Martinis, scarves, and The Scottish Play

Hello chaps and chapesses. Hope you’re all having a wonderful weekend so far! I’ve had a rather busy one, but luckily I’ve got a free Sunday. A free Sunday to catch up on work, that is! And I may also be trying out the white chocolate, passion fruit and coconut cake that featured on earlier this week. Yummykins.

New feature! Seeing as I’ve got so many events coming up, I’ve created a new ‘Girl About Town’ menu tab at the top, just because it’ll be easier to store them in one place. So this is what I got up to:

Martini Masterclass at Hotel Du Vin On Friday night, I touched down at Hotel Du Vin in Tunbridge Wells with my lovely editor and chum Rachel, and her friend Becky. Now, I actually violently dislike martinis. I’d always found them much too strong, and the only ones I can drink can be found at the Cellar Door in London, because they make yummy versions like cucumber martinis, or ‘breakfast’ martinis with marmalade in. I was hoping that, by going to this event, I’d gain a new found appreciation for the cocktail. As it was a ‘masterclass’, I assumed we’d be guided through the ways to create our own perfect/signature martini. I was looking forward to impressing my friends.

Well, I think I estimated it a little bit wrong. It was held in one of the beautiful back rooms of the hotel, which, as Becky and Rachel said, felt like ‘a Russian ballroom’. We were given several sheets of info (sadly not proof-read. Wish I could turn off my writerly brain in my free time, but I can’t.) We also had three glasses: one vodka, one vermouth, one gin, and a jug of water. The sheets of information had a lot of tasting notes for different gins and vodkas at the back, which is where I started to get excited. I love to try new types; Ketel One and Hangar One vodkas are usually my favourite, but I’m always up for trying new things. Drinks-wise. Ahem.

I assumed that, because we had the tasting notes, we’d be allowed to choose which vodka or gin we liked the sound of best as a base for our martini, and then we’d learn what would go well with the notes in that particular spirit. We were talked through the history of the martini by a man who I think was called Marco – I missed the very beginning. He was a very nice chap, but whizzed through all the info extremely quickly. I was frantically trying to scribble it down: ‘right, so if I shake the martini, it adds oxygen, which makes it…sweeter? Or…what??’ I got a little bit lost. To be fair, I didn’t really need to write it all down, but I wanted to. We were given a dirty martini to try, and I realised very quickly that I wasn’t adept at drinking the things. I was wincing quite a lot. We also had a few canapes passed around, but being a vegetarian, there was nothing I could eat apart from the sweet ones that came out at the end.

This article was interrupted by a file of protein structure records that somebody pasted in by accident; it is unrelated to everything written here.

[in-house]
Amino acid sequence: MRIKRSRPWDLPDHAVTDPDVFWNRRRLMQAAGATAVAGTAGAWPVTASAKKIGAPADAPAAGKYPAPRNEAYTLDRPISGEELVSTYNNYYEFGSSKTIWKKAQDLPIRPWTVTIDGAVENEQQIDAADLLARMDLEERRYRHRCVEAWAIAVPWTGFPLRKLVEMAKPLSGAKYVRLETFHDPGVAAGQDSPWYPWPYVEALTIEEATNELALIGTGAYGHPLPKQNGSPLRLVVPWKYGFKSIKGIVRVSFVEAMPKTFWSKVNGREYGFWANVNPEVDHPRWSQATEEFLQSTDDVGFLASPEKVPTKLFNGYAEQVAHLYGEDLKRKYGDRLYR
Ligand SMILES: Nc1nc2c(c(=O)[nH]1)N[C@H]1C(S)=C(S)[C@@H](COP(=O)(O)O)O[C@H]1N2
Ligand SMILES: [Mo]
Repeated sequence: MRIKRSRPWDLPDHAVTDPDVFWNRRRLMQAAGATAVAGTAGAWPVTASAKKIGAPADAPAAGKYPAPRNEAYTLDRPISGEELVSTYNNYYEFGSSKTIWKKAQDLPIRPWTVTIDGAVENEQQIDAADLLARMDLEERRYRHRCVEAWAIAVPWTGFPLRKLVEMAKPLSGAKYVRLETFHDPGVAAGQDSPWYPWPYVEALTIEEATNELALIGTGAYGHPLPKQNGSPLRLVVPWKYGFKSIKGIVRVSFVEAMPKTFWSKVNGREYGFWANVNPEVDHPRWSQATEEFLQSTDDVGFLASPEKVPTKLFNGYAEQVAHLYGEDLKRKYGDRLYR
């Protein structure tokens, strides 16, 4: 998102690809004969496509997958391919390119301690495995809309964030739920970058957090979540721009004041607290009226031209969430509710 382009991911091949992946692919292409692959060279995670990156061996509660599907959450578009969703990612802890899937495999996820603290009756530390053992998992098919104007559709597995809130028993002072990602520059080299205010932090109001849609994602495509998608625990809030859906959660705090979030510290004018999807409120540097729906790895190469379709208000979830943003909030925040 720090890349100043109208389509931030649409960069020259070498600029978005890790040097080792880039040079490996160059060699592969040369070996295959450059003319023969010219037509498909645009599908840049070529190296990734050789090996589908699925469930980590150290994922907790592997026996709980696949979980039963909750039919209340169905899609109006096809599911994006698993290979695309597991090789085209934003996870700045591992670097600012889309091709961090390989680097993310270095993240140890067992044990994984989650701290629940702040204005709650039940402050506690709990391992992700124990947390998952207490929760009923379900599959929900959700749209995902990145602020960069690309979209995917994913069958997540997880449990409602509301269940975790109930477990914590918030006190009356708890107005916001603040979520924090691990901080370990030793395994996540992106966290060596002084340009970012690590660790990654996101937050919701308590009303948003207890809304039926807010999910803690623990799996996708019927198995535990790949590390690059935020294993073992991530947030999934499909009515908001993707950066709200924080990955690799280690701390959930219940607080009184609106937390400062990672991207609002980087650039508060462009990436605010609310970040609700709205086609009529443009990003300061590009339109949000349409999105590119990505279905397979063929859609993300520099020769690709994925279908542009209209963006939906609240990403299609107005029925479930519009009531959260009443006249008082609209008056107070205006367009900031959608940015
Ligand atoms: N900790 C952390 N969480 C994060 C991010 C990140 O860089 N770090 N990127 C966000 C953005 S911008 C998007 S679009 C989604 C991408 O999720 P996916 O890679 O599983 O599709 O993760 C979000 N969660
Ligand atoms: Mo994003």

I’d also assumed (and when you assume, you make an ass out of you and me, as we all know) we’d be set up on tables with ingredients. Instead, everything was at the very front of the room, by Marco. At the end of the talk, we could all go up and try making our own martini. I’d been dreaming of creating an elderflower and cucumber version, but we had limited supplies. One gin, one vodka, Martini, Martini Rosso, peach liqueur, raspberry liqueur, Midori, blue curacao, olives, lemons. Becky and Rachel decided to try mixing raspberry with gin, and adding lemon. It was more palatable for me than the dirty martini, but ultimately I still didn’t have more than a few sips.